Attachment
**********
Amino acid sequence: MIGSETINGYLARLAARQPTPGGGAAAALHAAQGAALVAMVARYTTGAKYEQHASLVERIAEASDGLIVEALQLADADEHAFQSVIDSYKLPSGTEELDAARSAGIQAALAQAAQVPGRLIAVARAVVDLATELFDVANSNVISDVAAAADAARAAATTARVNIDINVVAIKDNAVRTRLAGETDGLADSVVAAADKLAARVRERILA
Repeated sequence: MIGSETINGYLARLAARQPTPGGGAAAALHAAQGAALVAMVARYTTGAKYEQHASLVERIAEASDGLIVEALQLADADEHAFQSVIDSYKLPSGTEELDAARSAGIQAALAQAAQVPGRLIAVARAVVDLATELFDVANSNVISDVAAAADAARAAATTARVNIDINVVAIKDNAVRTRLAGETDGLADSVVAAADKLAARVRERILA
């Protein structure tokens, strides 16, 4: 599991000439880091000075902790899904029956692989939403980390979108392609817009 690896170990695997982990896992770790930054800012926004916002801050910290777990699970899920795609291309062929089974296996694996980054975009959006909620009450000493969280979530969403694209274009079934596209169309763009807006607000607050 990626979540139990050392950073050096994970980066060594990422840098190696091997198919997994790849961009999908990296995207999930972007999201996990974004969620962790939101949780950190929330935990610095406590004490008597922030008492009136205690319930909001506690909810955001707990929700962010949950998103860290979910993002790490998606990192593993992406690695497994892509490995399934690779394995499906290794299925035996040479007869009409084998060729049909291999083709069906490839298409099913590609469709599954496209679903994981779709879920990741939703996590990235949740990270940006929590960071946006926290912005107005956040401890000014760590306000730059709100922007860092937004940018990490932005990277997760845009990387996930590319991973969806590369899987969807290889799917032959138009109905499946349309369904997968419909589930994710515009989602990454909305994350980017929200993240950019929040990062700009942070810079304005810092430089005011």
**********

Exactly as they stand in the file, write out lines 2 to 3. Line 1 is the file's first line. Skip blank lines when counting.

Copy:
Repeated sequence: MIGSETINGYLARLAARQPTPGGGAAAALHAAQGAALVAMVARYTTGAKYEQHASLVERIAEASDGLIVEALQLADADEHAFQSVIDSYKLPSGTEELDAARSAGIQAALAQAAQVPGRLIAVARAVVDLATELFDVANSNVISDVAAAADAARAAATTARVNIDINVVAIKDNAVRTRLAGETDGLADSVVAAADKLAARVRERILA
């Protein structure tokens, strides 16, 4: 599991000439880091000075902790899904029956692989939403980390979108392609817009 690896170990695997982990896992770790930054800012926004916002801050910290777990699970899920795609291309062929089974296996694996980054975009959006909620009450000493969280979530969403694209274009079934596209169309763009807006607000607050 990626979540139990050392950073050096994970980066060594990422840098190696091997198919997994790849961009999908990296995207999930972007999201996990974004969620962790939101949780950190929330935990610095406590004490008597922030008492009136205690319930909001506690909810955001707990929700962010949950998103860290979910993002790490998606990192593993992406690695497994892509490995399934690779394995499906290794299925035996040479007869009409084998060729049909291999083709069906490839298409099913590609469709599954496209679903994981779709879920990741939703996590990235949740990270940006929590960071946006926290912005107005956040401890000014760590306000730059709100922007860092937004940018990490932005990277997760845009990387996930590319991973969806590369899987969807290889799917032959138009109905499946349309369904997968419909589930994710515009989602990454909305994350980017929200993240950019929040990062700009942070810079304005810092430089005011």